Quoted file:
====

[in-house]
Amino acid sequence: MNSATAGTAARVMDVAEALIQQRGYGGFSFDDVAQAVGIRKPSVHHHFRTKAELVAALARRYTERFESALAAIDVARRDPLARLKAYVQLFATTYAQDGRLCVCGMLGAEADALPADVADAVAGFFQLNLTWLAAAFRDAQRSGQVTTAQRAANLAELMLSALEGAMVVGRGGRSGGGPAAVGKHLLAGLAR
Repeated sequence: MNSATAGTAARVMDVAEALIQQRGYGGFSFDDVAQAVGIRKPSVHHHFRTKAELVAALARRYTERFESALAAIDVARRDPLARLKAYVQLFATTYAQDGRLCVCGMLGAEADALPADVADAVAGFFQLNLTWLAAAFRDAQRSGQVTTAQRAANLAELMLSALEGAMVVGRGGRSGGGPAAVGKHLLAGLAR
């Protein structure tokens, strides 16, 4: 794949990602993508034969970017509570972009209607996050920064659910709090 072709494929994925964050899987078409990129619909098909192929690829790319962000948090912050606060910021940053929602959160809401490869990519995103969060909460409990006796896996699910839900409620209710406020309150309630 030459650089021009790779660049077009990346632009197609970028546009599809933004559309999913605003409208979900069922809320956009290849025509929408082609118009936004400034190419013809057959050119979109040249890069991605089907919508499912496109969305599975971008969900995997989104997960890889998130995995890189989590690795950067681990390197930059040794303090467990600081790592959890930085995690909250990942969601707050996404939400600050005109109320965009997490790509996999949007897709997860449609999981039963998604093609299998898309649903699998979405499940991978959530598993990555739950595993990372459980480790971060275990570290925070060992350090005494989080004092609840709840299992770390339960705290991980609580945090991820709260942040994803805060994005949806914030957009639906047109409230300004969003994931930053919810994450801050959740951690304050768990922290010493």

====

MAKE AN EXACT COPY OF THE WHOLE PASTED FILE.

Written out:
[in-house]
Amino acid sequence: MNSATAGTAARVMDVAEALIQQRGYGGFSFDDVAQAVGIRKPSVHHHFRTKAELVAALARRYTERFESALAAIDVARRDPLARLKAYVQLFATTYAQDGRLCVCGMLGAEADALPADVADAVAGFFQLNLTWLAAAFRDAQRSGQVTTAQRAANLAELMLSALEGAMVVGRGGRSGGGPAAVGKHLLAGLAR
Repeated sequence: MNSATAGTAARVMDVAEALIQQRGYGGFSFDDVAQAVGIRKPSVHHHFRTKAELVAALARRYTERFESALAAIDVARRDPLARLKAYVQLFATTYAQDGRLCVCGMLGAEADALPADVADAVAGFFQLNLTWLAAAFRDAQRSGQVTTAQRAANLAELMLSALEGAMVVGRGGRSGGGPAAVGKHLLAGLAR
């Protein structure tokens, strides 16, 4: 794949990602993508034969970017509570972009209607996050920064659910709090 072709494929994925964050899987078409990129619909098909192929690829790319962000948090912050606060910021940053929602959160809401490869990519995103969060909460409990006796896996699910839900409620209710406020309150309630 030459650089021009790779660049077009990346632009197609970028546009599809933004559309999913605003409208979900069922809320956009290849025509929408082609118009936004400034190419013809057959050119979109040249890069991605089907919508499912496109969305599975971008969900995997989104997960890889998130995995890189989590690795950067681990390197930059040794303090467990600081790592959890930085995690909250990942969601707050996404939400600050005109109320965009997490790509996999949007897709997860449609999981039963998604093609299998898309649903699998979405499940991978959530598993990555739950595993990372459980480790971060275990570290925070060992350090005494989080004092609840709840299992770390339960705290991980609580945090991820709260942040994803805060994005949806914030957009639906047109409230300004969003994931930053919810994450801050959740951690304050768990922290010493």